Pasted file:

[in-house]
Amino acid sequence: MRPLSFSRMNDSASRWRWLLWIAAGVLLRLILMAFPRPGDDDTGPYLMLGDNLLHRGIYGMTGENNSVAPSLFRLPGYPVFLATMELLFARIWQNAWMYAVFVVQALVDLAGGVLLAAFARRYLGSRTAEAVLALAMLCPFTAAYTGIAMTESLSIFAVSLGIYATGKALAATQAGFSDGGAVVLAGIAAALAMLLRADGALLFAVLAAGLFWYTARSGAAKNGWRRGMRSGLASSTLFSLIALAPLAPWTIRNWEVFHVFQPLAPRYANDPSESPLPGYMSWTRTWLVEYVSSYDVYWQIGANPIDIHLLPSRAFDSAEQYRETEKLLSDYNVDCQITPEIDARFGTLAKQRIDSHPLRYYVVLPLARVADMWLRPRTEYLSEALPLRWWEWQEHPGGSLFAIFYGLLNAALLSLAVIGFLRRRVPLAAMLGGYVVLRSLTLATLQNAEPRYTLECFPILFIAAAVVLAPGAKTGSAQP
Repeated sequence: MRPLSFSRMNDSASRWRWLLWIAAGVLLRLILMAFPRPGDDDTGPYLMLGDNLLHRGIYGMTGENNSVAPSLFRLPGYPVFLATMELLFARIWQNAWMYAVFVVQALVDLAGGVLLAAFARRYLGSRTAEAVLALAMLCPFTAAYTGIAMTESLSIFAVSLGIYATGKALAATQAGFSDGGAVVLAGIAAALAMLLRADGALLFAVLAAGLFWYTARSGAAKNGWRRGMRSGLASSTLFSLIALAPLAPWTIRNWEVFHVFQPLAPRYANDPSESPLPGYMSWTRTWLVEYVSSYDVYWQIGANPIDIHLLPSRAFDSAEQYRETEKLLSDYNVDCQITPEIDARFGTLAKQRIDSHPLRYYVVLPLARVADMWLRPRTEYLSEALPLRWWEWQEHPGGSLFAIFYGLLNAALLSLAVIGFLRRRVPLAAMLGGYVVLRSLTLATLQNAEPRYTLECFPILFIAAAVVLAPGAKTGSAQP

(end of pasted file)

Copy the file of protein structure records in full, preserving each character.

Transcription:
[in-house]
Amino acid sequence: MRPLSFSRMNDSASRWRWLLWIAAGVLLRLILMAFPRPGDDDTGPYLMLGDNLLHRGIYGMTGENNSVAPSLFRLPGYPVFLATMELLFARIWQNAWMYAVFVVQALVDLAGGVLLAAFARRYLGSRTAEAVLALAMLCPFTAAYTGIAMTESLSIFAVSLGIYATGKALAATQAGFSDGGAVVLAGIAAALAMLLRADGALLFAVLAAGLFWYTARSGAAKNGWRRGMRSGLASSTLFSLIALAPLAPWTIRNWEVFHVFQPLAPRYANDPSESPLPGYMSWTRTWLVEYVSSYDVYWQIGANPIDIHLLPSRAFDSAEQYRETEKLLSDYNVDCQITPEIDARFGTLAKQRIDSHPLRYYVVLPLARVADMWLRPRTEYLSEALPLRWWEWQEHPGGSLFAIFYGLLNAALLSLAVIGFLRRRVPLAAMLGGYVVLRSLTLATLQNAEPRYTLECFPILFIAAAVVLAPGAKTGSAQP
Repeated sequence: MRPLSFSRMNDSASRWRWLLWIAAGVLLRLILMAFPRPGDDDTGPYLMLGDNLLHRGIYGMTGENNSVAPSLFRLPGYPVFLATMELLFARIWQNAWMYAVFVVQALVDLAGGVLLAAFARRYLGSRTAEAVLALAMLCPFTAAYTGIAMTESLSIFAVSLGIYATGKALAATQAGFSDGGAVVLAGIAAALAMLLRADGALLFAVLAAGLFWYTARSGAAKNGWRRGMRSGLASSTLFSLIALAPLAPWTIRNWEVFHVFQPLAPRYANDPSESPLPGYMSWTRTWLVEYVSSYDVYWQIGANPIDIHLLPSRAFDSAEQYRETEKLLSDYNVDCQITPEIDARFGTLAKQRIDSHPLRYYVVLPLARVADMWLRPRTEYLSEALPLRWWEWQEHPGGSLFAIFYGLLNAALLSLAVIGFLRRRVPLAAMLGGYVVLRSLTLATLQNAEPRYTLECFPILFIAAAVVLAPGAKTGSAQP